Every year, the Somerville Arts Council highlights the houses of residents who go all out with their holiday decorations during the Illuminations Tour. A trolley will shuttle interested parties from house to house on a 45-minute ride, complete with cookies, hot chocolate, and coffee. Revelers can also check out kids craft activities and performances from the Somerville Community Chorus at the Somerville High School Field House, where the tour begins and ends. Tickets are limited, and tour times earlier in the evening have already sold out, but the Arts Council also provides a $3 map of the homes for people who want to take a walking tour. (Saturday, Dec. 15 from 4:30 p.m. to 10 p.m.; 81 Highland Ave., Somerville; $15 GA, $8 seniors ages 60 and up and kids ages 12 and under; all ages)

Cultural Survival Bazaar

Holiday markets abound at this time of year, but less common are ones that benefit indigenous communities with every purchase. This weekend, the Cultural Survival Bazaar at the Cambridge Rindge and Latin School will have handmade gifts from more than a dozen countries, including Guatemala, Peru, and Tibet. (Saturday, Dec. 15 and Sunday, Dec. 16 from 10 a.m. to 6 p.m.; Cambridge Rindge and Latin School, Cambridge; free; all ages)

“It’s a Wonderful Life” in 35mm

Sure, you can catch “It’s a Wonderful Life” on TV every holiday season, but there’s something to be said for watching Frank Capra’s 1946 classic in a theater, especially when it’s on a 35mm print like the screenings at the Brattle Theatre will be this weekend. Tickets for Friday’s showing are already sold out for non-Brattle members, so make haste if you want to attend on Saturday or Sunday. Oh, and maybe buy the tickets yourself instead of letting Uncle Billy handle it. (Saturday, Dec. 15 and Sunday, Dec. 16 at 12:30 p.m., 3:30 p.m., and 6:30 p.m.; Brattle Theatre, Cambridge; $8.50-11.50; rated PG)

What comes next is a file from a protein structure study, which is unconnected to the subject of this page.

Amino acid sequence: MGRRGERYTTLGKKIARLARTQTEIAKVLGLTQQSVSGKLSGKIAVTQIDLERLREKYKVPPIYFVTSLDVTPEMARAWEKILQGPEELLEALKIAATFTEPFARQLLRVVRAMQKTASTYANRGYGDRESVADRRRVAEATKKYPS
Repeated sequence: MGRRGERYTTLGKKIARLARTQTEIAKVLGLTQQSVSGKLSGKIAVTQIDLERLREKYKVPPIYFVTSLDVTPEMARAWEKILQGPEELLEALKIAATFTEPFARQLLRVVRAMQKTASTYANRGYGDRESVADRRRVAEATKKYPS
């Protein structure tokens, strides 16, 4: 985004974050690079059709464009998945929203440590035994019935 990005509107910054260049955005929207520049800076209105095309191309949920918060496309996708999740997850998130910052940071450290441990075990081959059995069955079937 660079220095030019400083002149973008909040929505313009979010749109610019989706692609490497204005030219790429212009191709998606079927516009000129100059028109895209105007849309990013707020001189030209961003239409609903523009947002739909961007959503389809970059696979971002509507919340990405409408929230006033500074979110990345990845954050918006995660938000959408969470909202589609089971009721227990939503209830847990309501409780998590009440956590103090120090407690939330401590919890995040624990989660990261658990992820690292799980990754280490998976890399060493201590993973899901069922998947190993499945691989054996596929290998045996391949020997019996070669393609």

Somerville Jingle Bell 5K

Get ready for a chorus of ringing and jingling if you’re in Davis Square this Sunday: Every runner (or walker) in the Jingle Bell 5K, now in its 37th year, will get their own bell to wear. Afterward, athletes can stop by one of 10 after-party spots around the square. A portion of the proceeds from the run will support a number of organizations, many of which focus on local recreation programs. (Sunday, Dec. 16 at 11 a.m.; Davis Square, Somerville; $37; all ages)

Harry and the Potters 14th Annual Yule Ball

For the 14th consecutive year, Harry and the Potters will host and perform at the annual Yule Ball, taking place this weekend at the Middle East. Even Muggles will be able to enjoy performances from Tonks and the Aurors, The Swedish Shortsnouts, and the final show ever for The Whomping Willows, who announced their retirement from the Potter music scene earlier this fall. (Sunday, Dec. 16 from 5 p.m. to 10 p.m.; Middle East Downstairs, Cambridge; $20; all ages)

Boston Tea Party Reenactment

This Sunday marks 245 years since colonists dumped tea into Boston Harbor during the Boston Tea Party, and once again, the Old South Meeting House and the Boston Tea Party Ships and Museum will team up to reenact the evening that helped kickstart the American Revolution. The ticketed meeting at the Old South Meeting House is sold out, but the rest of the reenactment is free and open to the public. (Sunday, Dec. 16 from 6:30 p.m. to 8:30 p.m.; Old South Meeting House, Boston; free; all ages)